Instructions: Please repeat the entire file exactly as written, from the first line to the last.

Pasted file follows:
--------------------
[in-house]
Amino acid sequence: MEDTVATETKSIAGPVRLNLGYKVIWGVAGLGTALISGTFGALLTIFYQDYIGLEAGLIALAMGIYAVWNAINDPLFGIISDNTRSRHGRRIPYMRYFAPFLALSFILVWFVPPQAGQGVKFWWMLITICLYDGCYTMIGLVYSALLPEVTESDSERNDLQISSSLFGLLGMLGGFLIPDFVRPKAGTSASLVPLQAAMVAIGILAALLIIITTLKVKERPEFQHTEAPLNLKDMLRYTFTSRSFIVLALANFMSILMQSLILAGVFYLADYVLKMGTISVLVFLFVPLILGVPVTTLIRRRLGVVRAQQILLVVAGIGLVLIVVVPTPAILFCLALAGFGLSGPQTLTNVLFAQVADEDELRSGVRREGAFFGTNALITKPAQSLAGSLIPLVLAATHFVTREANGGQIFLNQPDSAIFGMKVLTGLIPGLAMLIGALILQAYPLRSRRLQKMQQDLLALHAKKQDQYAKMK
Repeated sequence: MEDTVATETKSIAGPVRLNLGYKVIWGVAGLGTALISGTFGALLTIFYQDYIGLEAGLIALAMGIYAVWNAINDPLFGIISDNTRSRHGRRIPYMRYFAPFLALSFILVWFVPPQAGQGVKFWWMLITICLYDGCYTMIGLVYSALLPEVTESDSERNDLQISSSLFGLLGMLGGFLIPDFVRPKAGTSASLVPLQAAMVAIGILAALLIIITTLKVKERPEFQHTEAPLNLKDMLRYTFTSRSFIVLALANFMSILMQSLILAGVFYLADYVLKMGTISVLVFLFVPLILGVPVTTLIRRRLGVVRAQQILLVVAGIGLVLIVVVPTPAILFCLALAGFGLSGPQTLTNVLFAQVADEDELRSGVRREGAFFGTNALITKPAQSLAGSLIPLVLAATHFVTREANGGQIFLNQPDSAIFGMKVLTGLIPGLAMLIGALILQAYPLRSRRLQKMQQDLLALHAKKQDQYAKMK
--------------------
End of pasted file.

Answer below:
[in-house]
Amino acid sequence: MEDTVATETKSIAGPVRLNLGYKVIWGVAGLGTALISGTFGALLTIFYQDYIGLEAGLIALAMGIYAVWNAINDPLFGIISDNTRSRHGRRIPYMRYFAPFLALSFILVWFVPPQAGQGVKFWWMLITICLYDGCYTMIGLVYSALLPEVTESDSERNDLQISSSLFGLLGMLGGFLIPDFVRPKAGTSASLVPLQAAMVAIGILAALLIIITTLKVKERPEFQHTEAPLNLKDMLRYTFTSRSFIVLALANFMSILMQSLILAGVFYLADYVLKMGTISVLVFLFVPLILGVPVTTLIRRRLGVVRAQQILLVVAGIGLVLIVVVPTPAILFCLALAGFGLSGPQTLTNVLFAQVADEDELRSGVRREGAFFGTNALITKPAQSLAGSLIPLVLAATHFVTREANGGQIFLNQPDSAIFGMKVLTGLIPGLAMLIGALILQAYPLRSRRLQKMQQDLLALHAKKQDQYAKMK
Repeated sequence: MEDTVATETKSIAGPVRLNLGYKVIWGVAGLGTALISGTFGALLTIFYQDYIGLEAGLIALAMGIYAVWNAINDPLFGIISDNTRSRHGRRIPYMRYFAPFLALSFILVWFVPPQAGQGVKFWWMLITICLYDGCYTMIGLVYSALLPEVTESDSERNDLQISSSLFGLLGMLGGFLIPDFVRPKAGTSASLVPLQAAMVAIGILAALLIIITTLKVKERPEFQHTEAPLNLKDMLRYTFTSRSFIVLALANFMSILMQSLILAGVFYLADYVLKMGTISVLVFLFVPLILGVPVTTLIRRRLGVVRAQQILLVVAGIGLVLIVVVPTPAILFCLALAGFGLSGPQTLTNVLFAQVADEDELRSGVRREGAFFGTNALITKPAQSLAGSLIPLVLAATHFVTREANGGQIFLNQPDSAIFGMKVLTGLIPGLAMLIGALILQAYPLRSRRLQKMQQDLLALHAKKQDQYAKMK